This story was updated on 20th January 2020 to clarify ownership of the “Robin of Sherwood” strips
Chinbeard Books – publishers of the soon-to-be-released Spectrum is Indestructible by Fred McNamara – are on the hunt for copies or art from the Look-In strip “Robin of Sherwood“, in the hope of publishing a collection of the strip from the British weekly comic.
Produced in Britain between 1983 and 1985, the Robin of Sherwood TV drama was created by Richard Carpenter and produced by Paul Knight for Goldcrest. It starred Michael Praed as the Hooded Man in the first two series and Jason Connery became Herne’s Son for the third series. The series originally aired in the UK on ITV and in the United States on Showtime cable channel and various PBS stations from 1984 – 1986, and still enjoys a dedicated following on both sides of the Atlantic.
British publisher Chinbeard recently announced they had secured the exclusive licence to publish books based on Robin of Sherwood, initially novelising some of the award-winning Spiteful Puppet‘s audio dramas based on the show, in the same style as its creator Richard Carpenter and other writers adapted his television scripts into book form.
Adhering to the continuity of the series and audio dramas, Chinbeard’s Barnaby Eaton-Jones says the novels are expanded, limited editions, with extra material not included in the audio. The first, The Meeting Place by Jennifer Ash, is available to pre-order now.
When Barnaby gained the licence to create new Robin of Sherwood audio dramas released through Spiteful Puppet, he was also granted the book licence, “so I’ve been looking to do a few left-field projects,” he says – including a comic collection of the strip that featured in Look-In between 1984 and 1986, drawn by the late Mike Noble, Arthur Ranson and Phil Gascoine.
For the comic collections to go ahead there are admittedly a number of hoops Chinbeard has to jump through before publication – but knowing they can secure art or scans helps ensure the project is viable.
Discussing licensed collections on social media last year, Barnaby explained securing rights can be a nightmare.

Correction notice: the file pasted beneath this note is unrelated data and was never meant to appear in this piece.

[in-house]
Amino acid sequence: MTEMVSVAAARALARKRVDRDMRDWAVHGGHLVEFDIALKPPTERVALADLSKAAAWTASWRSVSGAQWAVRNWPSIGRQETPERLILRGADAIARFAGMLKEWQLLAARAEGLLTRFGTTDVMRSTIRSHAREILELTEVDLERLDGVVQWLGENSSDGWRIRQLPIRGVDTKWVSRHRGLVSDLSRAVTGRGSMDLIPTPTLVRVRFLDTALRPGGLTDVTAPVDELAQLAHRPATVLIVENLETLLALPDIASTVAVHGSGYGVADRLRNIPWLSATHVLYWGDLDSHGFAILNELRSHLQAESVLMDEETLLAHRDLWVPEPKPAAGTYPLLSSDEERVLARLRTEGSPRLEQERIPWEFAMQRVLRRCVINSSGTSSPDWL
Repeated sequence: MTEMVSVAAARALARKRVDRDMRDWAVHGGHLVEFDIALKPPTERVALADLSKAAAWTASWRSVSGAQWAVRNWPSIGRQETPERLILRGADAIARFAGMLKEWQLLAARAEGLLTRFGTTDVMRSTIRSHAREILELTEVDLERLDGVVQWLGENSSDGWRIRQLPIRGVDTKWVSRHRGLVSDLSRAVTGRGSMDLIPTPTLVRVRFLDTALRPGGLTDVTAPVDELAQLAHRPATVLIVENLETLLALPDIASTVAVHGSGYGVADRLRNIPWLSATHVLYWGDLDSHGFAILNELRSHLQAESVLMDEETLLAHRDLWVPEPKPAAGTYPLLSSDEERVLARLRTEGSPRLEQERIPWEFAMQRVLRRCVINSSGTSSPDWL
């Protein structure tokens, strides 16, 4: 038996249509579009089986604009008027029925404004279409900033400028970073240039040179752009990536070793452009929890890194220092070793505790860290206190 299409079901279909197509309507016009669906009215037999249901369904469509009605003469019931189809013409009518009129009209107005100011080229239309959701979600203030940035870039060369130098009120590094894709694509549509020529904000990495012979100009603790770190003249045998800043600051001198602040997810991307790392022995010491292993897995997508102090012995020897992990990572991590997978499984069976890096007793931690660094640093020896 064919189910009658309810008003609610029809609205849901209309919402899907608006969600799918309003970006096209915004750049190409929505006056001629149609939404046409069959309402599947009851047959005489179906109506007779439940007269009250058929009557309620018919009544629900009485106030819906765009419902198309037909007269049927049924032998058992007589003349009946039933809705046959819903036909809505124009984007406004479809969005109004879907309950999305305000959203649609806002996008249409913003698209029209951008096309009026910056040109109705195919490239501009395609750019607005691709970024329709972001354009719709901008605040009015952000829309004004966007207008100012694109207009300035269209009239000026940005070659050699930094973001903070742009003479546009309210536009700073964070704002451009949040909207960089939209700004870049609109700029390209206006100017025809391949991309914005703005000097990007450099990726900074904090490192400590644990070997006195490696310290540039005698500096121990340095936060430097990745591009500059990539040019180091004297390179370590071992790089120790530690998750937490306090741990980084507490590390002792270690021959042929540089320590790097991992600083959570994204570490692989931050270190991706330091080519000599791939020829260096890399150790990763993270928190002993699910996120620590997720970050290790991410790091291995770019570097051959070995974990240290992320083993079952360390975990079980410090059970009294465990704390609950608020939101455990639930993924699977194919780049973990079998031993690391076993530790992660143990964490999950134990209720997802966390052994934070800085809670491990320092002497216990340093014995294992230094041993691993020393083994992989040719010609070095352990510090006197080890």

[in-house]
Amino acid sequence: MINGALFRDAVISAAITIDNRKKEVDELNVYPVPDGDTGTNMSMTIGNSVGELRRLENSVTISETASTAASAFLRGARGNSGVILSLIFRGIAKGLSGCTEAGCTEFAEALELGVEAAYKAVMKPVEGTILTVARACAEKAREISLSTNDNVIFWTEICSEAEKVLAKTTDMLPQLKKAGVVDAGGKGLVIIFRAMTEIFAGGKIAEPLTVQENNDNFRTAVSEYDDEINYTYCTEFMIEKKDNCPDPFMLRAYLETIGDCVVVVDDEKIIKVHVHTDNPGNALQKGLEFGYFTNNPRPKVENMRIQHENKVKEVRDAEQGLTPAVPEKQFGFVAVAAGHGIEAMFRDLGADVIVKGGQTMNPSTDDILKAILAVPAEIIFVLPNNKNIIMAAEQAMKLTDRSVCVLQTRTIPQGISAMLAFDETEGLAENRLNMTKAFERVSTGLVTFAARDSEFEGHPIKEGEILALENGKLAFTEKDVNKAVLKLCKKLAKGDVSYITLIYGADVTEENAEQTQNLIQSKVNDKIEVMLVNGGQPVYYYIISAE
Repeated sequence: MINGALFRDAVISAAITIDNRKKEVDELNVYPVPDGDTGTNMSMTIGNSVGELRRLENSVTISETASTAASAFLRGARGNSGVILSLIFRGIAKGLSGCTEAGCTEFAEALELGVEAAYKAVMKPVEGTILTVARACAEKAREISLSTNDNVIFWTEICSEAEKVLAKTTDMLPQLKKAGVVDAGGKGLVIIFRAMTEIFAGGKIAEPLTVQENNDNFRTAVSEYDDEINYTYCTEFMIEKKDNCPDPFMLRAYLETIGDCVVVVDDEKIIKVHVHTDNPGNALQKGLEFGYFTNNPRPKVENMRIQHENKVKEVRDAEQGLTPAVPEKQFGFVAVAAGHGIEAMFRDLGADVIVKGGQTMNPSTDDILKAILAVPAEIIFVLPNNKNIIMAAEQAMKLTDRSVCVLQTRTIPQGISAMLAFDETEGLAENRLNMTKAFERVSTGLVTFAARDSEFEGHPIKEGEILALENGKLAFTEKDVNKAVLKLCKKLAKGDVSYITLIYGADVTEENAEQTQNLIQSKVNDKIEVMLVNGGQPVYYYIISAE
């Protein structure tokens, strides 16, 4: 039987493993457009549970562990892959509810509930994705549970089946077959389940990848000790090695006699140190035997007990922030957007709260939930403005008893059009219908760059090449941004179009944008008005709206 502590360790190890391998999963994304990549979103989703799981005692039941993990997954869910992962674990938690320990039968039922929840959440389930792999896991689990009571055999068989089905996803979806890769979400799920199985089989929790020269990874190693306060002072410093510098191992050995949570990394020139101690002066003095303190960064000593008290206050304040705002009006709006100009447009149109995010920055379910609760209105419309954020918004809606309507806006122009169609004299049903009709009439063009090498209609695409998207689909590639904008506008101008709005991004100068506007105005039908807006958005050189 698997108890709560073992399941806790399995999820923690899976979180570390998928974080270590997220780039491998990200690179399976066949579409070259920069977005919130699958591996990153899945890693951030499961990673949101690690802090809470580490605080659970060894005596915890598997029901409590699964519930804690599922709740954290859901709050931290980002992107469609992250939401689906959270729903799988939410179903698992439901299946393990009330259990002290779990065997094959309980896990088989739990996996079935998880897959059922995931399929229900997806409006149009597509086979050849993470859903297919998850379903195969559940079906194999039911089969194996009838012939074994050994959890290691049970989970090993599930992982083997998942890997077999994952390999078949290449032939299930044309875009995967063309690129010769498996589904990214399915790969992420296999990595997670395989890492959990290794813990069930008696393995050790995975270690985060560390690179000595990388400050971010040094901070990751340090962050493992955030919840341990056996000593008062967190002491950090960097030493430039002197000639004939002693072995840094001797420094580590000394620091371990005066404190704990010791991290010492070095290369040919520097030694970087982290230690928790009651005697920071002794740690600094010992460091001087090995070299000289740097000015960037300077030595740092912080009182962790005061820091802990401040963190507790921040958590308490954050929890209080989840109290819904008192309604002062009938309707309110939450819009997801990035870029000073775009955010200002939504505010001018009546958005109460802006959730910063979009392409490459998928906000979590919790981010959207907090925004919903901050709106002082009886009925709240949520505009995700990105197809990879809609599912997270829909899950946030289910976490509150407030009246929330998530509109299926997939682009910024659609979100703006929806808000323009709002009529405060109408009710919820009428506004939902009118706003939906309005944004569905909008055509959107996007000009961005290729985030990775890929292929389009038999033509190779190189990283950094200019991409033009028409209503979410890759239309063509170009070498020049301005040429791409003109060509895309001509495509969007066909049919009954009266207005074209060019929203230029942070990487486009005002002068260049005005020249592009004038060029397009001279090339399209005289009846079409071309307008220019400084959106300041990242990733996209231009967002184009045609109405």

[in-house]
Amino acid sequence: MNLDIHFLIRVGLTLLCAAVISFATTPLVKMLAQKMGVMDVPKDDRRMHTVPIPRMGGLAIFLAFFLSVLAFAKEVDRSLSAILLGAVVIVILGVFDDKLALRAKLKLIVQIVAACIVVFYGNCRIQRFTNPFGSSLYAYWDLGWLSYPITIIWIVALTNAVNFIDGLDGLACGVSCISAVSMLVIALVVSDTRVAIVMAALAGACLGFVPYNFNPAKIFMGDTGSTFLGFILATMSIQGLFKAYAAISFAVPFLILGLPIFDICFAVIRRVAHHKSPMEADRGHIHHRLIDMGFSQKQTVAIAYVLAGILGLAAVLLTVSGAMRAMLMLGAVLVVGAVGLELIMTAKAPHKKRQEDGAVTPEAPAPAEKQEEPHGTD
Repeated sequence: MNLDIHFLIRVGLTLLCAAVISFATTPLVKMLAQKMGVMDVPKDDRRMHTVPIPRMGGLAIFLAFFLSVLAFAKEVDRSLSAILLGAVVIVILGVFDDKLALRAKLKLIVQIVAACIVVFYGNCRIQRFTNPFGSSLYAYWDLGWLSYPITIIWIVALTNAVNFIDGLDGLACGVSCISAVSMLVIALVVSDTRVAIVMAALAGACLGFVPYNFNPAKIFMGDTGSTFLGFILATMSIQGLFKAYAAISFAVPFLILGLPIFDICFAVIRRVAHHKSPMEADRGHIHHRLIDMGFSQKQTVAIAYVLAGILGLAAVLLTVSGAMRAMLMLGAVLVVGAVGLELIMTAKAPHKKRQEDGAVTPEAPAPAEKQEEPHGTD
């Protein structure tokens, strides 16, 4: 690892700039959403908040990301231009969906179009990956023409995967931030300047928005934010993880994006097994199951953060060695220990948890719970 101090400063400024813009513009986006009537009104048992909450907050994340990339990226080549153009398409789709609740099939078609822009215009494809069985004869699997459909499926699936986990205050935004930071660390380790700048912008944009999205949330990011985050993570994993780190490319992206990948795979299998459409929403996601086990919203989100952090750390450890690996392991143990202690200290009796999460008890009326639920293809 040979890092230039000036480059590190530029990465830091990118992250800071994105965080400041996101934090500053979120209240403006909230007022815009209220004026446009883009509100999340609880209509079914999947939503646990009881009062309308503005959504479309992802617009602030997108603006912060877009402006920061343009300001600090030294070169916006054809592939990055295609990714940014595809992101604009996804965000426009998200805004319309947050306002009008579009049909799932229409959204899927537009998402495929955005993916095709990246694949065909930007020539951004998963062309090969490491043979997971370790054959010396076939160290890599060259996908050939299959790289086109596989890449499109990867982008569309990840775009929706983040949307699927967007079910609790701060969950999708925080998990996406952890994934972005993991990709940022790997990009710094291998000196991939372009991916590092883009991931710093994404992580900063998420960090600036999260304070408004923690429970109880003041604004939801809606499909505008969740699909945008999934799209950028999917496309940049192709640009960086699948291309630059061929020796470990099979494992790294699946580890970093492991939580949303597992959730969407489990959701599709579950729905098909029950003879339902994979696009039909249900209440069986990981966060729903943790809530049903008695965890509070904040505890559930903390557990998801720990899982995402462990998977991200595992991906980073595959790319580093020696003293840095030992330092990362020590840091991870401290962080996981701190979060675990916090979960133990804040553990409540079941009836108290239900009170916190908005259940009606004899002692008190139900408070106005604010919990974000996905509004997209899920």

“I’ve been trying to do a Robin of Sherwood book for a while,” he revealed. “The problem is the licensing agreements are lapsed, so you have to then get another licensing agreement from the original production company for the series you want (bearing in mind some may have likeness rights for the actors).
“Then, you have to contact the artists and writers, some of whom have sadly passed away. And then the publishers who own Look-In would need to agree to a publishing deal. It really isn’t simple!”
As we note here on our “Classic British Comics – Who Owns What” page, Rebellion now owns the “Look-In” brand but as with the TV Century 21/ TV21 and Lady Penelope, comics, most of the strips they featured based on TV properties – such as Follyfoot, The Tomorrow People, Robin of Sherwood, Space: 1999 and many more – were published under license and reproduction would require a licensing agreement from the current brand holders.
However, while others hold the character copyrights on TV properties, Rebellion recently informed downthetubes they own and control the script and the art on the Look-In material, so don’t assume there is a free rein on that material.
Barnaby has also teased that if he can sort through the murky depths of copyright and who owns what on the Look-In strips, he is also trying to do the same with The Fall Guy“, the strip based on the action adventure show starring Lee Majors.
• Do you have art or a complete run of both the Look-In “Robin of Sherwood” strip and “The Fall Guy” strips? Contact Barnaby Eaton-Jones at Chinbeard Books via or their Facebook Page
• Check out the Robin of Sherwood audio dramas at www.spitefulpuppet.com
Television series Robin of Sherwood © HTV/Goldcrest Films & Television 1983. Created by Richard Carpenter | Thanks to Norman Boyd for the story tip